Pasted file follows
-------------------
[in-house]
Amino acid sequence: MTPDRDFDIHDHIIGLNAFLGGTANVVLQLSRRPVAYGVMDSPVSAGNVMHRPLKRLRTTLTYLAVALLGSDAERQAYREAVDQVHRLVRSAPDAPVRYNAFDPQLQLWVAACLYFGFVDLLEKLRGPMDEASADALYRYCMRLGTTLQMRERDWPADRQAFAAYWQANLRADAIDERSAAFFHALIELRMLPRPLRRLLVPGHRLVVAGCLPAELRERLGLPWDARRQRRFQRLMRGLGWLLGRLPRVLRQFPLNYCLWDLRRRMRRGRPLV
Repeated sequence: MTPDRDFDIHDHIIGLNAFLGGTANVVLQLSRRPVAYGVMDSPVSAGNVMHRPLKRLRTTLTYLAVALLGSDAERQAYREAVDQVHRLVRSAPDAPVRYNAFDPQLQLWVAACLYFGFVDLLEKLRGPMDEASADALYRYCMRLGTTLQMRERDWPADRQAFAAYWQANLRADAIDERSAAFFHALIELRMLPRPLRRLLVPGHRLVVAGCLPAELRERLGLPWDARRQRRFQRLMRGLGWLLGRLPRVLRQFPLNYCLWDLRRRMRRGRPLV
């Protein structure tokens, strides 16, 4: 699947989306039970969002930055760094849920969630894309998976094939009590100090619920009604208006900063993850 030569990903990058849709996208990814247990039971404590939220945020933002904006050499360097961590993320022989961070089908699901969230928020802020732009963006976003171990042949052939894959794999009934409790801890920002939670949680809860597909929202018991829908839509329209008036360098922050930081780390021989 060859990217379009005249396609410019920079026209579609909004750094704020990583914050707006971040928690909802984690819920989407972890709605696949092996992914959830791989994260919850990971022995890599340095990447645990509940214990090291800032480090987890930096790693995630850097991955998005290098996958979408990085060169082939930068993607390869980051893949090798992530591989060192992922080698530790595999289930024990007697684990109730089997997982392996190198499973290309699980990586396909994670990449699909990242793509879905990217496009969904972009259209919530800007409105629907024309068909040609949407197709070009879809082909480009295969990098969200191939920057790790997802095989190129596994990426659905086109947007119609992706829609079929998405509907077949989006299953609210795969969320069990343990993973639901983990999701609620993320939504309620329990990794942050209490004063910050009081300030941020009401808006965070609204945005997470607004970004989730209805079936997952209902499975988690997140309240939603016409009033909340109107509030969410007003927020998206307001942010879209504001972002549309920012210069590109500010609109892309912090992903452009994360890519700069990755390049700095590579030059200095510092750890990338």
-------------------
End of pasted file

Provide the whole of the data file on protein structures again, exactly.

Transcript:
[in-house]
Amino acid sequence: MTPDRDFDIHDHIIGLNAFLGGTANVVLQLSRRPVAYGVMDSPVSAGNVMHRPLKRLRTTLTYLAVALLGSDAERQAYREAVDQVHRLVRSAPDAPVRYNAFDPQLQLWVAACLYFGFVDLLEKLRGPMDEASADALYRYCMRLGTTLQMRERDWPADRQAFAAYWQANLRADAIDERSAAFFHALIELRMLPRPLRRLLVPGHRLVVAGCLPAELRERLGLPWDARRQRRFQRLMRGLGWLLGRLPRVLRQFPLNYCLWDLRRRMRRGRPLV
Repeated sequence: MTPDRDFDIHDHIIGLNAFLGGTANVVLQLSRRPVAYGVMDSPVSAGNVMHRPLKRLRTTLTYLAVALLGSDAERQAYREAVDQVHRLVRSAPDAPVRYNAFDPQLQLWVAACLYFGFVDLLEKLRGPMDEASADALYRYCMRLGTTLQMRERDWPADRQAFAAYWQANLRADAIDERSAAFFHALIELRMLPRPLRRLLVPGHRLVVAGCLPAELRERLGLPWDARRQRRFQRLMRGLGWLLGRLPRVLRQFPLNYCLWDLRRRMRRGRPLV
């Protein structure tokens, strides 16, 4: 699947989306039970969002930055760094849920969630894309998976094939009590100090619920009604208006900063993850 030569990903990058849709996208990814247990039971404590939220945020933002904006050499360097961590993320022989961070089908699901969230928020802020732009963006976003171990042949052939894959794999009934409790801890920002939670949680809860597909929202018991829908839509329209008036360098922050930081780390021989 060859990217379009005249396609410019920079026209579609909004750094704020990583914050707006971040928690909802984690819920989407972890709605696949092996992914959830791989994260919850990971022995890599340095990447645990509940214990090291800032480090987890930096790693995630850097991955998005290098996958979408990085060169082939930068993607390869980051893949090798992530591989060192992922080698530790595999289930024990007697684990109730089997997982392996190198499973290309699980990586396909994670990449699909990242793509879905990217496009969904972009259209919530800007409105629907024309068909040609949407197709070009879809082909480009295969990098969200191939920057790790997802095989190129596994990426659905086109947007119609992706829609079929998405509907077949989006299953609210795969969320069990343990993973639901983990999701609620993320939504309620329990990794942050209490004063910050009081300030941020009401808006965070609204945005997470607004970004989730209805079936997952209902499975988690997140309240939603016409009033909340109107509030969410007003927020998206307001942010879209504001972002549309920012210069590109500010609109892309912090992903452009994360890519700069990755390049700095590579030059200095510092750890990338």